As a conservation officer I witnessed many times “hunters” blasting away at deer they had little hope of ever hitting. Gut shots, blown off legs, blasted jaws, etc were frequently the results of their efforts. More often than not after firing they would not even take the time to search for wounded animals, content that none had dropped on the spot.

These actions by the uncaring have always left me sickened

Tuesday, December 04, 2007

Buck Rub

In this shot I captured a dandy buck making a “Buck Rub”

Whitetail bucks rub trees with their antlers for different reasons. As I am not a deer I will not pretend to fully understand their motivation.

In late summer and early autumn bucks will rub trees as the velvet sheds from their antlers. As the rut approaches, the intensity of the rubbing increases with bucks doing mock battle with small trees. During this time the buck’s neck will thicken significantly as he builds strength for the battles to come. Most battles however are avoided, being settled by displays of dominance instead.

The buck in this photo is doing precisely this. Moments before I took this photo he had successfully stared down an opponent and followed up the encounter with the attack on this tree as the other buck slowly moved off watching his every move.

It is good for the deer that pitched battles are not that common for their headgear makes for a formidable weapon. Sometimes they will lock antlers; being unable to separate, a slow death will follow. Other times and I believe far more common a buck will be speared by his opponent’s antlers and this too can result in death.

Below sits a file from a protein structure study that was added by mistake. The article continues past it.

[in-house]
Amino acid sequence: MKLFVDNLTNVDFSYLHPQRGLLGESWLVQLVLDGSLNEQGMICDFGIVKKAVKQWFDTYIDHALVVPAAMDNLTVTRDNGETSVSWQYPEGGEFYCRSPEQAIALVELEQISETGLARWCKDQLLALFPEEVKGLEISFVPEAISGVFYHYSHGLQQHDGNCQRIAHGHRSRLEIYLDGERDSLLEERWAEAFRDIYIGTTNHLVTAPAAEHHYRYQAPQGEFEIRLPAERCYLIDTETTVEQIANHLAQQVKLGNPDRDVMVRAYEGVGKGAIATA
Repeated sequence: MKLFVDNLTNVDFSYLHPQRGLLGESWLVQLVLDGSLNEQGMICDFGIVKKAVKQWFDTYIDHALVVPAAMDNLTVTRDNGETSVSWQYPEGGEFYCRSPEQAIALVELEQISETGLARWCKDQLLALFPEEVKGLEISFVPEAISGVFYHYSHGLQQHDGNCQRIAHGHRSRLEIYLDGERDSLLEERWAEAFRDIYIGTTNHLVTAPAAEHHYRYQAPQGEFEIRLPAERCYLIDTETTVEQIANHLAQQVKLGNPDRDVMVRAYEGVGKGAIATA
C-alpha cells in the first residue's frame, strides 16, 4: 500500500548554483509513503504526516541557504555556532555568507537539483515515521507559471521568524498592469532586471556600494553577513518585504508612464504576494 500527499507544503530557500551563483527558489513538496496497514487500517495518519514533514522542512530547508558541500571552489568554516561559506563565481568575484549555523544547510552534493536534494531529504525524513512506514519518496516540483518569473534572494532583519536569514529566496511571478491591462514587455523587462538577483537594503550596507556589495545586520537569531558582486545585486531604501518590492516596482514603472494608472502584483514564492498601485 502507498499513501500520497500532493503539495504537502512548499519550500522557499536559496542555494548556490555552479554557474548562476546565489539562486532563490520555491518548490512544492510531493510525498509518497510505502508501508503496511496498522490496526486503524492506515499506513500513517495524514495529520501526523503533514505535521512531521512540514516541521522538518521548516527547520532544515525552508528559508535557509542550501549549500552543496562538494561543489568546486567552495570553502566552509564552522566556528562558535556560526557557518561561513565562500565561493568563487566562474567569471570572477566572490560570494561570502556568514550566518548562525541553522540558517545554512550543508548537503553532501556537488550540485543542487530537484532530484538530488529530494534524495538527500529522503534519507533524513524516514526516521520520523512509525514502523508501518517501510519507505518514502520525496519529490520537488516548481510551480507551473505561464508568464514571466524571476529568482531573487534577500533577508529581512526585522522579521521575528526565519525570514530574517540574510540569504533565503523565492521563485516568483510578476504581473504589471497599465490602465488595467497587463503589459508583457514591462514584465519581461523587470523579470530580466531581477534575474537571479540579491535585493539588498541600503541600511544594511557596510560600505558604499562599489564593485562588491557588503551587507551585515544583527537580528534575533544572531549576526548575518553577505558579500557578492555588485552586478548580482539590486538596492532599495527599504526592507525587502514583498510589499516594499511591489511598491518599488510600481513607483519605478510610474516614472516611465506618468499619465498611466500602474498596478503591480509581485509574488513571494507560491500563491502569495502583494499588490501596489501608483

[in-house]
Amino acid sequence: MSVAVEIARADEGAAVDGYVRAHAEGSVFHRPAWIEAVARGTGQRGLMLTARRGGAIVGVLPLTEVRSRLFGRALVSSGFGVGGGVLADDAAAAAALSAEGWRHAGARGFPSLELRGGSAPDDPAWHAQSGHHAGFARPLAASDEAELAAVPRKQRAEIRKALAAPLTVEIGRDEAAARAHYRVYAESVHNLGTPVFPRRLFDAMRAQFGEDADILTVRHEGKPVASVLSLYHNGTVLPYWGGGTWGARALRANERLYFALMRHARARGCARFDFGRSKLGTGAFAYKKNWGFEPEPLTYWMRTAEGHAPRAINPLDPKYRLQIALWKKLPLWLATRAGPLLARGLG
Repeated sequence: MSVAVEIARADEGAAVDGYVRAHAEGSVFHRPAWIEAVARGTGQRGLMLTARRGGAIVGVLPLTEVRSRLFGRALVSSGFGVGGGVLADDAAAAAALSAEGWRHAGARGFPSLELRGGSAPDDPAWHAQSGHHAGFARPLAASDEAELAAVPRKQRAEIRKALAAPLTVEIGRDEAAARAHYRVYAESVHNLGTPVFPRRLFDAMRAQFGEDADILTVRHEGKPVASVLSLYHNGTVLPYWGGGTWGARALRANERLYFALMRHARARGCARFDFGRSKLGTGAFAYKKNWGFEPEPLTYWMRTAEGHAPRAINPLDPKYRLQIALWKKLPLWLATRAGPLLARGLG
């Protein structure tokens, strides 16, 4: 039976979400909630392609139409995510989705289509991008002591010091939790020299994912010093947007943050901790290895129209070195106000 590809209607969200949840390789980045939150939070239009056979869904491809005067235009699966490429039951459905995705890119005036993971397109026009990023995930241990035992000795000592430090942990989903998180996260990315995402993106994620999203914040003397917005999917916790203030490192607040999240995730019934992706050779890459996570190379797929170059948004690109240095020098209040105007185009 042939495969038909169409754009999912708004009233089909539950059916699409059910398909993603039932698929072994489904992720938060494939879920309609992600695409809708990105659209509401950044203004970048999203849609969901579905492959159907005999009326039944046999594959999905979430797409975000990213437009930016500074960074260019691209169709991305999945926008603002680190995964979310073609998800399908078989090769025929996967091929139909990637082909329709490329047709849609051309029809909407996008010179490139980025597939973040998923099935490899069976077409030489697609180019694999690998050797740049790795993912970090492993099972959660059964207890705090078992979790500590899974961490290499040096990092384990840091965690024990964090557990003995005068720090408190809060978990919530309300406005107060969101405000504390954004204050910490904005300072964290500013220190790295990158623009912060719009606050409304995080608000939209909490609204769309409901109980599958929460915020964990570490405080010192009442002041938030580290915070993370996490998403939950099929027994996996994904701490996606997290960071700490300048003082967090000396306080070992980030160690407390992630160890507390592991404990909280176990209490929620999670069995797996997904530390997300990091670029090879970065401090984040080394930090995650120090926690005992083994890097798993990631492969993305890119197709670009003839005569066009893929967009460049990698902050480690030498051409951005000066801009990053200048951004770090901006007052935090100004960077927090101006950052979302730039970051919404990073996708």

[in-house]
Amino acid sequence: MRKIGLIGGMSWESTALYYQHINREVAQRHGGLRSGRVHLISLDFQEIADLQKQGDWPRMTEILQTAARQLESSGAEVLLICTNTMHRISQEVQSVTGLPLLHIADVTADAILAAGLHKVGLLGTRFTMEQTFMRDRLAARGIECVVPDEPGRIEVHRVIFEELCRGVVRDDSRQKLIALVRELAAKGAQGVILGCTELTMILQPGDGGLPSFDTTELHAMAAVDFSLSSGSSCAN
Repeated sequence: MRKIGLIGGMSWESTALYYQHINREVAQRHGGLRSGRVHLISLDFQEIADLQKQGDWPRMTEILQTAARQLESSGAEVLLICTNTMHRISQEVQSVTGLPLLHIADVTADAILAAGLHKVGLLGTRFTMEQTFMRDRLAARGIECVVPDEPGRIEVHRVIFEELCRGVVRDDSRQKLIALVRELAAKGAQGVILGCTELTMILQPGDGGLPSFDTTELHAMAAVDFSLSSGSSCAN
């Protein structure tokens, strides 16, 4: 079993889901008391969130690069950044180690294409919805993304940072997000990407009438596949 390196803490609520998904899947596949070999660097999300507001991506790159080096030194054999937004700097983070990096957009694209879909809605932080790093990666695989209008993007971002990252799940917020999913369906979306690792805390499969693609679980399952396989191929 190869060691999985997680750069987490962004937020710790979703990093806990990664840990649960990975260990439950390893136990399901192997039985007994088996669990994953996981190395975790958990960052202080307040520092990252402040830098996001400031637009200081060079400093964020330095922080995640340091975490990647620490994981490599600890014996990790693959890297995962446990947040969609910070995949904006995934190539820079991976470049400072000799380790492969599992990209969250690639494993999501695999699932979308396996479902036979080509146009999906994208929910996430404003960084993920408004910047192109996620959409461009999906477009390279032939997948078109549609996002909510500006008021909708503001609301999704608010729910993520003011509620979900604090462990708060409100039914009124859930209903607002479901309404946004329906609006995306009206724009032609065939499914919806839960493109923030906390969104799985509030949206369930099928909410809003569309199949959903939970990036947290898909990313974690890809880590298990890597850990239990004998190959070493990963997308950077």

Monday, December 03, 2007

Frosty Deer

I have taken notice of many comments on blogs referring to pitying wildlife for having to stay outside during cold weather.

This photograph was taken of a deer on a frosty 20 deg. F morning. The frost forming on this deer’s coat attests to its awesome insulation. The deer’s winter hair is hollow, providing it with a coat of “hollow fill” insulation. The skin muscles allow the deer to move the hair; lay it down when warm or fluff up when cold to effectively give it a much thicker coat. Interestingly enough their summer coat is made up of solid hair, a cool coat for warm weather.

Thank you all for the comments on my last post. I must apologize for writing it while I was still quite angry over the events of the preceding day. Since posting I have spoken with our neighbor who was not home at the time of the incident. He has assured me that the offender was shown the property boundaries and advised against trespassing. In parting he also assured me that he is revoking this individual’s privilege to hunt his property. I hope this is all that is required for we shall not allow another incident pass without legal action.